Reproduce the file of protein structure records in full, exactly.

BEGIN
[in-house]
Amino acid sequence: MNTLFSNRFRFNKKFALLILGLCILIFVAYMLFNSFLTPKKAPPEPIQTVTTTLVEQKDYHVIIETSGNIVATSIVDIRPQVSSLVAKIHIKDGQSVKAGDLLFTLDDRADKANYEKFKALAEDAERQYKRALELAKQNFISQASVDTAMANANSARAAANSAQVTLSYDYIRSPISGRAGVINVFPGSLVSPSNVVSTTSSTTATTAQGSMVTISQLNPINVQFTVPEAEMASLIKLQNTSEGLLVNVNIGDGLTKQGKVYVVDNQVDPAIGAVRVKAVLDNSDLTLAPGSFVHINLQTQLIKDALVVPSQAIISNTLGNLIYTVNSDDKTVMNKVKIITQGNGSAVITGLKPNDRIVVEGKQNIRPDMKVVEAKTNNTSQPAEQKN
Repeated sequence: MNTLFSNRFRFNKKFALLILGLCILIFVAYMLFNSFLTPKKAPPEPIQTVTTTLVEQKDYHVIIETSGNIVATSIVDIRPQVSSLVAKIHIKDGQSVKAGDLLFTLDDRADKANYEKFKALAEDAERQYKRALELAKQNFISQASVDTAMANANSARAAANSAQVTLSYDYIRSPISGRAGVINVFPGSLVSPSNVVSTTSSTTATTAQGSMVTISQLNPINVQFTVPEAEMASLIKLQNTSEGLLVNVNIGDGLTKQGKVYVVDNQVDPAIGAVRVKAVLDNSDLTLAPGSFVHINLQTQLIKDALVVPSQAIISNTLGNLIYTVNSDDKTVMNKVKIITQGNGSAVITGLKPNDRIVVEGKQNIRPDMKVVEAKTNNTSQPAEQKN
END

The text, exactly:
[in-house]
Amino acid sequence: MNTLFSNRFRFNKKFALLILGLCILIFVAYMLFNSFLTPKKAPPEPIQTVTTTLVEQKDYHVIIETSGNIVATSIVDIRPQVSSLVAKIHIKDGQSVKAGDLLFTLDDRADKANYEKFKALAEDAERQYKRALELAKQNFISQASVDTAMANANSARAAANSAQVTLSYDYIRSPISGRAGVINVFPGSLVSPSNVVSTTSSTTATTAQGSMVTISQLNPINVQFTVPEAEMASLIKLQNTSEGLLVNVNIGDGLTKQGKVYVVDNQVDPAIGAVRVKAVLDNSDLTLAPGSFVHINLQTQLIKDALVVPSQAIISNTLGNLIYTVNSDDKTVMNKVKIITQGNGSAVITGLKPNDRIVVEGKQNIRPDMKVVEAKTNNTSQPAEQKN
Repeated sequence: MNTLFSNRFRFNKKFALLILGLCILIFVAYMLFNSFLTPKKAPPEPIQTVTTTLVEQKDYHVIIETSGNIVATSIVDIRPQVSSLVAKIHIKDGQSVKAGDLLFTLDDRADKANYEKFKALAEDAERQYKRALELAKQNFISQASVDTAMANANSARAAANSAQVTLSYDYIRSPISGRAGVINVFPGSLVSPSNVVSTTSSTTATTAQGSMVTISQLNPINVQFTVPEAEMASLIKLQNTSEGLLVNVNIGDGLTKQGKVYVVDNQVDPAIGAVRVKAVLDNSDLTLAPGSFVHINLQTQLIKDALVVPSQAIISNTLGNLIYTVNSDDKTVMNKVKIITQGNGSAVITGLKPNDRIVVEGKQNIRPDMKVVEAKTNNTSQPAEQKN